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Subject: Japanese Pipe Band in New York
From: Lowell McFarland <[log in to unmask]>
Reply-To:Lowell McFarland <[log in to unmask]>
Date:Tue, 16 Mar 1999 00:37:13 +0000
Content-Type:text/plain
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text/plain (99 lines)


The Bergen Record, Bergen, New Jersey, USA., has an
article about the Tokyo  Japanese Bagpipe Band, about to
march at New York City's St. Patrick's Day Parade:
http://www.bergen.com:80/pnorth/japanpk199903141.htm

    Excerpts are included.
    The entire article should be read for accuracy and completeness.

    "Father and son are tuning up to help make a little history.
    They are preparing to march with the Tokyo Pipe Band in
New York City's 238th annual St. Patrick's Day Parade on
Wednesday."

    "While he was in Scotland, Otsuka adopted the muted
blue and green tartan of the Stuart clan.
    The band, however, wears red and black Douglas tartan in
honor of Gen. Douglas MacArthur, head of the U.S.
occupation forces in Japan after World War II."

Loch Sloy!
Tuan Today
Lowell McFarland <[log in to unmask]>
****************************************
    The Bergen Record
    Learning the pipes

    Sunday, March 14, 1999

    By PAT KINNEY
    Staff Writer

     The room, in a neat and comfortable split-level in West
Milford, [NJ] is filled with the wail of bagpipes.

    The three gather here every second Saturday of the month.
    The Scot, Gerry Rooney, is the teacher. His students in the
art of bagpiping are Seiichiro Otsuka, consul general of Japan
to New York, and his son, Seisuke.

    Father and son are tuning up to help make a little history.
    They are preparing to march with the Tokyo Pipe Band in
New York City's 238th annual St. Patrick's Day Parade on
Wednesday.

    Twenty-eight members of the band -- pipers, drummers,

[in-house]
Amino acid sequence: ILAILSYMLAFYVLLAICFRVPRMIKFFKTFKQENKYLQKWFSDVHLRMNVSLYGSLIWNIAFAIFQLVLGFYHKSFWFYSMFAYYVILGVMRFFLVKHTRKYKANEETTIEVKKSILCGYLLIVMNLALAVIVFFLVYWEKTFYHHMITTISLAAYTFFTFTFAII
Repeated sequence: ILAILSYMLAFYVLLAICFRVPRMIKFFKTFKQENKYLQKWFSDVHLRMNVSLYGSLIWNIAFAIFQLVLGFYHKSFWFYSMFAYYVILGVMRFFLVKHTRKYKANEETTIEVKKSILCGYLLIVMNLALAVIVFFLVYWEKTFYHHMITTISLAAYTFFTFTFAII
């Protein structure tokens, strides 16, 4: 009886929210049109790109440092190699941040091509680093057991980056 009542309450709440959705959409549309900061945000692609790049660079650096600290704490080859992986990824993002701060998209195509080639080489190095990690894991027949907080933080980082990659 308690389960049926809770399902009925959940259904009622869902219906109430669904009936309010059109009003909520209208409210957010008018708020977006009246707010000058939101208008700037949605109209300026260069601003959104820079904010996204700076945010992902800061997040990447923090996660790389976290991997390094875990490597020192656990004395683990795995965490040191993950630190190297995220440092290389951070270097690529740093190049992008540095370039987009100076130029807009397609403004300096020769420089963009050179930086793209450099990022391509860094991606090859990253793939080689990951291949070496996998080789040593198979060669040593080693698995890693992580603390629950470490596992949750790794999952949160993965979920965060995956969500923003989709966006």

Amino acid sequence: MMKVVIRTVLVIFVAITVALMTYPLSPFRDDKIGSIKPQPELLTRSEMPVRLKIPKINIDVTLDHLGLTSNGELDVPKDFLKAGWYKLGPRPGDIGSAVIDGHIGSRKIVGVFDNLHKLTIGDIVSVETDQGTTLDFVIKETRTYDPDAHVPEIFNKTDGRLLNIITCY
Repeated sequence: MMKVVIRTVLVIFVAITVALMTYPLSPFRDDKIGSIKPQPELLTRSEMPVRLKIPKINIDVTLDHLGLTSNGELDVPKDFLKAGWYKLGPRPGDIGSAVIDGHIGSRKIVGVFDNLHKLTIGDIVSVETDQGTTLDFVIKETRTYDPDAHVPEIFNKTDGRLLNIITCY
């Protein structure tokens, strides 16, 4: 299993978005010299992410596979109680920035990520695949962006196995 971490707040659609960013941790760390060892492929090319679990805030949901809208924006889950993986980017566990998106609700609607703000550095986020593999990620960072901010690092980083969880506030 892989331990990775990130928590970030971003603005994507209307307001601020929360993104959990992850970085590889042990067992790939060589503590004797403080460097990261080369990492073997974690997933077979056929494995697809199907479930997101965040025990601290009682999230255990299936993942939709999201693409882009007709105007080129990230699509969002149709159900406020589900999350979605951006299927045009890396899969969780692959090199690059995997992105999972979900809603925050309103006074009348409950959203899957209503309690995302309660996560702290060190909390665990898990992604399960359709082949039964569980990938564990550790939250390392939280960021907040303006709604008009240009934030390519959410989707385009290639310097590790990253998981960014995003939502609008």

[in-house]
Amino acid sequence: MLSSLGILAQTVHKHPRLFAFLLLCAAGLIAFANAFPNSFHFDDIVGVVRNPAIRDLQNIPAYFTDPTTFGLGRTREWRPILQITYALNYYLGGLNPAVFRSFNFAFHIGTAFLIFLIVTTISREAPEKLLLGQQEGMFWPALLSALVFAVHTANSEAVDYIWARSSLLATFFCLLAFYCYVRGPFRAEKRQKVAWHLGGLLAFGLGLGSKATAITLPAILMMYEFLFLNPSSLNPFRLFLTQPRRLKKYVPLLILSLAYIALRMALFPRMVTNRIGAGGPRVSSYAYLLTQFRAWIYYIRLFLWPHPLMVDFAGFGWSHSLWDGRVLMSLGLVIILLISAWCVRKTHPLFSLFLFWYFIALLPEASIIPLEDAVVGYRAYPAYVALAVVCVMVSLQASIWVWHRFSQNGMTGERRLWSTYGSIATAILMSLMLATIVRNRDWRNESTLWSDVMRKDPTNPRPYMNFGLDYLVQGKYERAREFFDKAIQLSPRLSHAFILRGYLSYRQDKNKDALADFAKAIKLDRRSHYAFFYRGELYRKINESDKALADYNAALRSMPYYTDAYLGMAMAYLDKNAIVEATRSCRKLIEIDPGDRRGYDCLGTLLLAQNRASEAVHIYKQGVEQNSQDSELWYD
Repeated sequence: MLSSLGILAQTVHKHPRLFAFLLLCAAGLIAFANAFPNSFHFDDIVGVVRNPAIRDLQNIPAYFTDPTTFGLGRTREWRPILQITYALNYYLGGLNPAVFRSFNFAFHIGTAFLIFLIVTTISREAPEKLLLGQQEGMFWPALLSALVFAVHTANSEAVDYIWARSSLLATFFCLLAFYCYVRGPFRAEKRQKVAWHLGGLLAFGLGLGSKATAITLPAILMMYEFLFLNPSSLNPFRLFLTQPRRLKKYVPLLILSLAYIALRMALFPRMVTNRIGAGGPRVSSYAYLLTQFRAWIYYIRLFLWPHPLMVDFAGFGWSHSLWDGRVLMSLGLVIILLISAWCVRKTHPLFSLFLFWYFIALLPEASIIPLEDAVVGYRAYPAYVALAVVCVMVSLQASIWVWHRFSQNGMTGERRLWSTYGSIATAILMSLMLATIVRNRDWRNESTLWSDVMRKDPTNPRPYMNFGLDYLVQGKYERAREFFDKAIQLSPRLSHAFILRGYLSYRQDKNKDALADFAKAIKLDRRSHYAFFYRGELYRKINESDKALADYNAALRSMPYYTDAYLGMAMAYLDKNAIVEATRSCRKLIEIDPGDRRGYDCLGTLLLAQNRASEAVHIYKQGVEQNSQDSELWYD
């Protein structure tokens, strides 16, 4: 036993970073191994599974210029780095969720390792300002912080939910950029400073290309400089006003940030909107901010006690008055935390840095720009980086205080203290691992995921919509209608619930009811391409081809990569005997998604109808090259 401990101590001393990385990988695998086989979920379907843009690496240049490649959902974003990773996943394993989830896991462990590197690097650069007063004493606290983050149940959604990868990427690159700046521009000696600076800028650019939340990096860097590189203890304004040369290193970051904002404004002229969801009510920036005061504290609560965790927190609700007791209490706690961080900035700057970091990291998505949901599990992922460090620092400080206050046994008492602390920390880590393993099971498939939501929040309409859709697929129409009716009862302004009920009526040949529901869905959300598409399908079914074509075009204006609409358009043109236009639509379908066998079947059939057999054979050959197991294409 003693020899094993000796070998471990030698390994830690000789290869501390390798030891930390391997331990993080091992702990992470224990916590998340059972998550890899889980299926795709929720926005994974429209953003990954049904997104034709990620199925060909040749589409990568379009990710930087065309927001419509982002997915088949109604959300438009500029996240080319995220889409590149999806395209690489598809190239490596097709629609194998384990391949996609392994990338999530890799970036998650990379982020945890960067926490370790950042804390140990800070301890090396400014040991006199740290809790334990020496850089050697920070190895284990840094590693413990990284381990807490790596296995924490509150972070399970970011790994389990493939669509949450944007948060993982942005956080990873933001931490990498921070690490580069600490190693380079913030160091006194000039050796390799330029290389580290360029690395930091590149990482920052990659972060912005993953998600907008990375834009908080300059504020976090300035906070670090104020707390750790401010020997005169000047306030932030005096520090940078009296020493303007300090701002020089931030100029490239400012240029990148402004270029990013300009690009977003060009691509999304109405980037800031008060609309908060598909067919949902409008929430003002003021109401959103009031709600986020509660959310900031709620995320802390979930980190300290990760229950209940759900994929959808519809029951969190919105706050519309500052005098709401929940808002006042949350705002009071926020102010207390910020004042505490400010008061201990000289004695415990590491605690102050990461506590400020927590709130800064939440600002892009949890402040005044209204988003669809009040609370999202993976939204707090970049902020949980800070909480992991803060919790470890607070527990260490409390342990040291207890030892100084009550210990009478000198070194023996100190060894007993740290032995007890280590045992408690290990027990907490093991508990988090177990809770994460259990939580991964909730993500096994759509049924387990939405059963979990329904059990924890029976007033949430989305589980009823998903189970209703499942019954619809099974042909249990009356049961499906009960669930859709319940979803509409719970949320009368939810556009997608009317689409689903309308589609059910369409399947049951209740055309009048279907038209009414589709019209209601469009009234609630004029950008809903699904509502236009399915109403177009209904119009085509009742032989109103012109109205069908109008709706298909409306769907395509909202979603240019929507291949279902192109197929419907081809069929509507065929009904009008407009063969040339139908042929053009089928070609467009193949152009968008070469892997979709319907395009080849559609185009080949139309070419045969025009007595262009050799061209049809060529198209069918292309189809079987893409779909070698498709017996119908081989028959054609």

and dancers -- are coming from Japan for the parade.

     Otsuka, 55, had become enamored of the Scottish instrument
while in Edinburgh in 1991, serving as Japan's  first consul
general to Scotland.

    "One day in late afternoon at Edinburgh Castle, the sun was
setting and a lone piper was on top of the wall of the castle,"
Otsuka recalls. "I believe 'Amazing Grace' was the tune.
    When it got to my ears, it was so  moving that tears came out.
That probably was the moment I felt deeply attached."

    Otsuka decided to learn to play.

    "It was a real struggle," he admits.

      Back in Japan, he kept practicing. When Otsuka assumed
duties in New York, Rooney was recommended as a teacher.
Otsuka resumed regular lessons.

      Rooney has been playing the pipes since he was a boy in
Uddingston, nine miles from Glasgow. He moved with his
parents and a brother and sister to Ridgewood [NJ] in 1964.
    But on regular visits back to Scotland during  summer
vacations, he continued learning the bagpipes.

      But gradually, through word of mouth, he attracted so
many students that he began to teach full time.

       Rooney also is the owner of Pipeline, a treasure trove of
Scottish imports at his home. The array of authentic attire in
Rooney's shop includes kilts, ghillie-tie shoes, Scotch bonnets
with black ribbons down the back, white knee-high socks and
ribbon-decorated garters to hold them up, and sharp 3-inch
daggers in black leather scabbards to tuck into the garters.

    Bagpipe groups are popular in some Asian countries,
especially those with historic ties to Great Britain.

    "India, Nepal, and Singapore are very strong in pipe bands,
" Otsuka says, adding, "The Tokyo Pipe Band may be the one
and only in Japan."

     The band has won international competitions, such as the
Hong Kong Pipe Band Championships, since it was organized
in 1975, when Queen Elizabeth II visited Tokyo.

     While he was in Scotland, Otsuka adopted the muted
blue and green tartan of the Stuart clan. The band, however,
wears red and black Douglas tartan in honor of Gen. Douglas
MacArthur, head of the U.S. occupation forces in Japan after
World War II.

      Copyright  1999 Bergen Record Corp.

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